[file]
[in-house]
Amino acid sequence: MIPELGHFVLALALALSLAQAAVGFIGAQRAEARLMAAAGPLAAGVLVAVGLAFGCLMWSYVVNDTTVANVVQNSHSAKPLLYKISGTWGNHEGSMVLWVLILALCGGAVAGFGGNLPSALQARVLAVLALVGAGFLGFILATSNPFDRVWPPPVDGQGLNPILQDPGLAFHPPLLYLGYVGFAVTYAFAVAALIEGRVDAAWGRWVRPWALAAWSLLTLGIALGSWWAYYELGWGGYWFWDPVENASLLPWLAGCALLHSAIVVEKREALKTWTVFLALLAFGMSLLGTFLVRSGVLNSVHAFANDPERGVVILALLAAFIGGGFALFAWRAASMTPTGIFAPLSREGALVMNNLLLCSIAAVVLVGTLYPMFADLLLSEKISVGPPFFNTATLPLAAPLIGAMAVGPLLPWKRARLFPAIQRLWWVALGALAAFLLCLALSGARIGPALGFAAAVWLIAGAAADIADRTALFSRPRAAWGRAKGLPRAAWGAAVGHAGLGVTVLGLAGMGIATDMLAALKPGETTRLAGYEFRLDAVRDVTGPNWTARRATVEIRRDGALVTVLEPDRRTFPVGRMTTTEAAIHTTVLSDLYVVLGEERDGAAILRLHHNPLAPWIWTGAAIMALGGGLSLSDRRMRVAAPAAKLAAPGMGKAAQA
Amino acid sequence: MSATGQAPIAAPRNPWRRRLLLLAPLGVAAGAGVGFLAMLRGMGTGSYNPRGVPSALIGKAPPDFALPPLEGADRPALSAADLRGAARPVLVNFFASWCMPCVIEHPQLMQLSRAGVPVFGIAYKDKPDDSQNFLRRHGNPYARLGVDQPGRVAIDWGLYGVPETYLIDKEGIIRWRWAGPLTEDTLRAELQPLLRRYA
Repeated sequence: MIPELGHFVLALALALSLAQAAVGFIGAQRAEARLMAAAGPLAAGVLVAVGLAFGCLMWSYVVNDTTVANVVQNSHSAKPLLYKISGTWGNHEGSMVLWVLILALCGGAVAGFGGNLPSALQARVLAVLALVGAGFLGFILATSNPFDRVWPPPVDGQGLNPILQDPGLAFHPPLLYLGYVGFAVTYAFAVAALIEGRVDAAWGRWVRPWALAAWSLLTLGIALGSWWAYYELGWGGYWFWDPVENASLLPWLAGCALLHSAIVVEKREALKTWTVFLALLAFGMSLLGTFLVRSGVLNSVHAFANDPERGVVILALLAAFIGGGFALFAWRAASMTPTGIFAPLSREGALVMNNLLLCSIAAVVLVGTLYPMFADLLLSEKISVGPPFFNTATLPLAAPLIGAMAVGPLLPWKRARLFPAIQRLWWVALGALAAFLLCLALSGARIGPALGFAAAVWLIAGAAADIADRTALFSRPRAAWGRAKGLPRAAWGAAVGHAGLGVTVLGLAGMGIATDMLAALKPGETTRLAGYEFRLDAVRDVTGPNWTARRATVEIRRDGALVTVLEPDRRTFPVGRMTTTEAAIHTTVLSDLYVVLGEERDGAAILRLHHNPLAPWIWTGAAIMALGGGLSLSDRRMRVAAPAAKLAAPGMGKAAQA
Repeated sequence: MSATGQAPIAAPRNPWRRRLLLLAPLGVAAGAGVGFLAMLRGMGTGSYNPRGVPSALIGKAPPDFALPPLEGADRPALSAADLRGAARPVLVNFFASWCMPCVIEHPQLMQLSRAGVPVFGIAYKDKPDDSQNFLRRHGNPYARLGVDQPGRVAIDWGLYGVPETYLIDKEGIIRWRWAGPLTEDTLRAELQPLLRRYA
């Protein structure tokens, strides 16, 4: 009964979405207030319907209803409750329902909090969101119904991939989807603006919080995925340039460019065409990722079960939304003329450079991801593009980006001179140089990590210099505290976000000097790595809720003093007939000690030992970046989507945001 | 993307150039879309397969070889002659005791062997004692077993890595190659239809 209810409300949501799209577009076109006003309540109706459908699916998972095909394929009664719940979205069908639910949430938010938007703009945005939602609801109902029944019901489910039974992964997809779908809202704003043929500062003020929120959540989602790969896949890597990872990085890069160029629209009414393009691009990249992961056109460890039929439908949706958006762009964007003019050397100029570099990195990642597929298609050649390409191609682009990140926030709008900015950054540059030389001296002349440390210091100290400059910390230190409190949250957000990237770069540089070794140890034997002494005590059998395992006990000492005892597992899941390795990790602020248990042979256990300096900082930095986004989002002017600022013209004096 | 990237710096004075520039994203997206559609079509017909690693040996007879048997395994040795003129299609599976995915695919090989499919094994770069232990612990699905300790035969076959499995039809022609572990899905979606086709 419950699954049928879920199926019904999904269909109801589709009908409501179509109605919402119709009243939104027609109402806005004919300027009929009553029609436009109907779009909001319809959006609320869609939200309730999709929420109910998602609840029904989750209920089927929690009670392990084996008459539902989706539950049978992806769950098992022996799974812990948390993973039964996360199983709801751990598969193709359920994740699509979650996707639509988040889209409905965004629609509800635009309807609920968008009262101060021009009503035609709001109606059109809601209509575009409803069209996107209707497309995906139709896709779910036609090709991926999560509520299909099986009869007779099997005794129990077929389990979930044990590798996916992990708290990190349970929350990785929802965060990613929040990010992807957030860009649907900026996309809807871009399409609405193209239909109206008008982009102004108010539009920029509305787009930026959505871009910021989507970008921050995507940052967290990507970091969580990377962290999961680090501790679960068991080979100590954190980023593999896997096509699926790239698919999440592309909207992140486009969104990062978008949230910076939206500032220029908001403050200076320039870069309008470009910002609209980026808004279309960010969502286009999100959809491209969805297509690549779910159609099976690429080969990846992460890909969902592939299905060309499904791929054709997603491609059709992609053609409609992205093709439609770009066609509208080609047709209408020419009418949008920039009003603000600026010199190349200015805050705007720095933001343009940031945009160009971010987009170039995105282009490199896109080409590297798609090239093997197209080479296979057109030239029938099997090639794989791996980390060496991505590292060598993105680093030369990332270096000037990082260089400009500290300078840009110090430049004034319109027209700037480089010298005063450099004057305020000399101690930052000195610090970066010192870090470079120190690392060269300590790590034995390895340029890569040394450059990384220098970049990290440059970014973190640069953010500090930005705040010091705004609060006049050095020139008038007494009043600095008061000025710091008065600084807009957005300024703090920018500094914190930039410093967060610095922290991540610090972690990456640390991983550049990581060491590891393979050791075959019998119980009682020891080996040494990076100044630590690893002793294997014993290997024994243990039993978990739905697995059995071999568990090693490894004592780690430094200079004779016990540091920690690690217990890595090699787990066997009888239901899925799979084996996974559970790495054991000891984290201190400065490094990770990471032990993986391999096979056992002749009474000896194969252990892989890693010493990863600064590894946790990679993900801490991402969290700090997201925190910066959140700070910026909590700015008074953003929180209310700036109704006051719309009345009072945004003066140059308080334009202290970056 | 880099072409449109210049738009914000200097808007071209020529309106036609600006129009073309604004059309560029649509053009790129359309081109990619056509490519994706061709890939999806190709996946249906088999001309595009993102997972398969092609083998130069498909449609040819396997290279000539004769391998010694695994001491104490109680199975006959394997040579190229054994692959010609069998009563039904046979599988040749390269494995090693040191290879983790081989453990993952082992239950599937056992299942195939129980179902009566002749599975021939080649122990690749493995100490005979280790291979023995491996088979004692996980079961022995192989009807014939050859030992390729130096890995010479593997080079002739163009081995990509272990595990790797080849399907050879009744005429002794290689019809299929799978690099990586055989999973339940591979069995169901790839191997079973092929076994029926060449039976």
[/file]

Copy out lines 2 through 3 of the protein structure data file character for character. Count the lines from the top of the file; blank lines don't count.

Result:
Amino acid sequence: MIPELGHFVLALALALSLAQAAVGFIGAQRAEARLMAAAGPLAAGVLVAVGLAFGCLMWSYVVNDTTVANVVQNSHSAKPLLYKISGTWGNHEGSMVLWVLILALCGGAVAGFGGNLPSALQARVLAVLALVGAGFLGFILATSNPFDRVWPPPVDGQGLNPILQDPGLAFHPPLLYLGYVGFAVTYAFAVAALIEGRVDAAWGRWVRPWALAAWSLLTLGIALGSWWAYYELGWGGYWFWDPVENASLLPWLAGCALLHSAIVVEKREALKTWTVFLALLAFGMSLLGTFLVRSGVLNSVHAFANDPERGVVILALLAAFIGGGFALFAWRAASMTPTGIFAPLSREGALVMNNLLLCSIAAVVLVGTLYPMFADLLLSEKISVGPPFFNTATLPLAAPLIGAMAVGPLLPWKRARLFPAIQRLWWVALGALAAFLLCLALSGARIGPALGFAAAVWLIAGAAADIADRTALFSRPRAAWGRAKGLPRAAWGAAVGHAGLGVTVLGLAGMGIATDMLAALKPGETTRLAGYEFRLDAVRDVTGPNWTARRATVEIRRDGALVTVLEPDRRTFPVGRMTTTEAAIHTTVLSDLYVVLGEERDGAAILRLHHNPLAPWIWTGAAIMALGGGLSLSDRRMRVAAPAAKLAAPGMGKAAQA
Amino acid sequence: MSATGQAPIAAPRNPWRRRLLLLAPLGVAAGAGVGFLAMLRGMGTGSYNPRGVPSALIGKAPPDFALPPLEGADRPALSAADLRGAARPVLVNFFASWCMPCVIEHPQLMQLSRAGVPVFGIAYKDKPDDSQNFLRRHGNPYARLGVDQPGRVAIDWGLYGVPETYLIDKEGIIRWRWAGPLTEDTLRAELQPLLRRYA